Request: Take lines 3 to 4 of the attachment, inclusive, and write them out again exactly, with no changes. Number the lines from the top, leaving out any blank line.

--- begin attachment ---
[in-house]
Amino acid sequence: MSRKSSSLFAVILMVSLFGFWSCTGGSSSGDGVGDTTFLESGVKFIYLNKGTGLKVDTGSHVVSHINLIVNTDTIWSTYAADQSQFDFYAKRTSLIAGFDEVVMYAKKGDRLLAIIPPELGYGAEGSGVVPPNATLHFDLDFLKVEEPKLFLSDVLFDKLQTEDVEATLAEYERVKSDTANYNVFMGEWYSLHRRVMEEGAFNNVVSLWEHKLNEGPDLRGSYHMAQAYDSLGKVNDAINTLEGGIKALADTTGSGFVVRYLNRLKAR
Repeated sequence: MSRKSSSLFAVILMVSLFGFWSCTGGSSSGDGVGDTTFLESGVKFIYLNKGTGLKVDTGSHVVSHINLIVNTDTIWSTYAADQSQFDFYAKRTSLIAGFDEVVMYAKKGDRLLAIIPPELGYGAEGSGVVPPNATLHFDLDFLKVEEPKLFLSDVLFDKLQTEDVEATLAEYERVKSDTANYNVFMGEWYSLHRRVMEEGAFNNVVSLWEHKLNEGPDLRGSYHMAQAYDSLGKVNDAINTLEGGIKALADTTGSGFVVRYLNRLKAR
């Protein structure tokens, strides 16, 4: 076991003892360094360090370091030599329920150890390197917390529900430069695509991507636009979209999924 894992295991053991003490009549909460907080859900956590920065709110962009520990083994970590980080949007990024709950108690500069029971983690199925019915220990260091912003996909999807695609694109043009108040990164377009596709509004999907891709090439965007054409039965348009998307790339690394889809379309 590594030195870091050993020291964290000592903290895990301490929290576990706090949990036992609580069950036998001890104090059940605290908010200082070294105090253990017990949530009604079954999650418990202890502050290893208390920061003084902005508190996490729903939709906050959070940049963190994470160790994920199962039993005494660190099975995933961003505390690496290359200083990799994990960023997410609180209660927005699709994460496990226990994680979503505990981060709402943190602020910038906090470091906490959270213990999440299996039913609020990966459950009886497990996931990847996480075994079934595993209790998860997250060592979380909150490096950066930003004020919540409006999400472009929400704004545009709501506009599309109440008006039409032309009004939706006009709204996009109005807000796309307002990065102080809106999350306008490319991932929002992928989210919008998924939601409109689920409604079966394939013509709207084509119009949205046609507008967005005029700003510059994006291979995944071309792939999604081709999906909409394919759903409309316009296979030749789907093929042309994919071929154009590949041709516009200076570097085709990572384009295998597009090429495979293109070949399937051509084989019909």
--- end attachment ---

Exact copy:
Repeated sequence: MSRKSSSLFAVILMVSLFGFWSCTGGSSSGDGVGDTTFLESGVKFIYLNKGTGLKVDTGSHVVSHINLIVNTDTIWSTYAADQSQFDFYAKRTSLIAGFDEVVMYAKKGDRLLAIIPPELGYGAEGSGVVPPNATLHFDLDFLKVEEPKLFLSDVLFDKLQTEDVEATLAEYERVKSDTANYNVFMGEWYSLHRRVMEEGAFNNVVSLWEHKLNEGPDLRGSYHMAQAYDSLGKVNDAINTLEGGIKALADTTGSGFVVRYLNRLKAR
């Protein structure tokens, strides 16, 4: 076991003892360094360090370091030599329920150890390197917390529900430069695509991507636009979209999924 894992295991053991003490009549909460907080859900956590920065709110962009520990083994970590980080949007990024709950108690500069029971983690199925019915220990260091912003996909999807695609694109043009108040990164377009596709509004999907891709090439965007054409039965348009998307790339690394889809379309 590594030195870091050993020291964290000592903290895990301490929290576990706090949990036992609580069950036998001890104090059940605290908010200082070294105090253990017990949530009604079954999650418990202890502050290893208390920061003084902005508190996490729903939709906050959070940049963190994470160790994920199962039993005494660190099975995933961003505390690496290359200083990799994990960023997410609180209660927005699709994460496990226990994680979503505990981060709402943190602020910038906090470091906490959270213990999440299996039913609020990966459950009886497990996931990847996480075994079934595993209790998860997250060592979380909150490096950066930003004020919540409006999400472009929400704004545009709501506009599309109440008006039409032309009004939706006009709204996009109005807000796309307002990065102080809106999350306008490319991932929002992928989210919008998924939601409109689920409604079966394939013509709207084509119009949205046609507008967005005029700003510059994006291979995944071309792939999604081709999906909409394919759903409309316009296979030749789907093929042309994919071929154009590949041709516009200076570097085709990572384009295998597009090429495979293109070949399937051509084989019909």